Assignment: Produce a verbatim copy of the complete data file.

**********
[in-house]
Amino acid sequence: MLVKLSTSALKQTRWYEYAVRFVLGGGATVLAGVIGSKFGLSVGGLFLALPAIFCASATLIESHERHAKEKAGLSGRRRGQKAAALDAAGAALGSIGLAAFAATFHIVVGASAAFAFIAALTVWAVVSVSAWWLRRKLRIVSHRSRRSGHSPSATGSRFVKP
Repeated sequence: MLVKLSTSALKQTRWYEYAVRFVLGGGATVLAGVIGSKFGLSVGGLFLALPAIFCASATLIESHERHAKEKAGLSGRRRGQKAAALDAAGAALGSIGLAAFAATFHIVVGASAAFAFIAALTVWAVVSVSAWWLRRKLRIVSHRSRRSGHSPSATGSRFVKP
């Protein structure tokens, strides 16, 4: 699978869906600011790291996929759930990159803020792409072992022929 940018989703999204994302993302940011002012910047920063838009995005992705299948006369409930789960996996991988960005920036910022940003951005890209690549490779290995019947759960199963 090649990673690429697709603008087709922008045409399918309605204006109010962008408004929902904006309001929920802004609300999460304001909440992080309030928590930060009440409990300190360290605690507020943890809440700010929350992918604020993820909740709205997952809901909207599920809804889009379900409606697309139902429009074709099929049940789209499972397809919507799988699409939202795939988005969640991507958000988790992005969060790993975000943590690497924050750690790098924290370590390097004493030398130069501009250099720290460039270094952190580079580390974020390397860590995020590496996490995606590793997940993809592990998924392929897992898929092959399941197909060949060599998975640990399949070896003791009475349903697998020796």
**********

[in-house]
Amino acid sequence: MLVKLSTSALKQTRWYEYAVRFVLGGGATVLAGVIGSKFGLSVGGLFLALPAIFCASATLIESHERHAKEKAGLSGRRRGQKAAALDAAGAALGSIGLAAFAATFHIVVGASAAFAFIAALTVWAVVSVSAWWLRRKLRIVSHRSRRSGHSPSATGSRFVKP
Repeated sequence: MLVKLSTSALKQTRWYEYAVRFVLGGGATVLAGVIGSKFGLSVGGLFLALPAIFCASATLIESHERHAKEKAGLSGRRRGQKAAALDAAGAALGSIGLAAFAATFHIVVGASAAFAFIAALTVWAVVSVSAWWLRRKLRIVSHRSRRSGHSPSATGSRFVKP
């Protein structure tokens, strides 16, 4: 699978869906600011790291996929759930990159803020792409072992022929 940018989703999204994302993302940011002012910047920063838009995005992705299948006369409930789960996996991988960005920036910022940003951005890209690549490779290995019947759960199963 090649990673690429697709603008087709922008045409399918309605204006109010962008408004929902904006309001929920802004609300999460304001909440992080309030928590930060009440409990300190360290605690507020943890809440700010929350992918604020993820909740709205997952809901909207599920809804889009379900409606697309139902429009074709099929049940789209499972397809919507799988699409939202795939988005969640991507958000988790992005969060790993975000943590690497924050750690790098924290370590390097004493030398130069501009250099720290460039270094952190580079580390974020390397860590995020590496996490995606590793997940993809592990998924392929897992898929092959399941197909060949060599998975640990399949070896003791009475349903697998020796």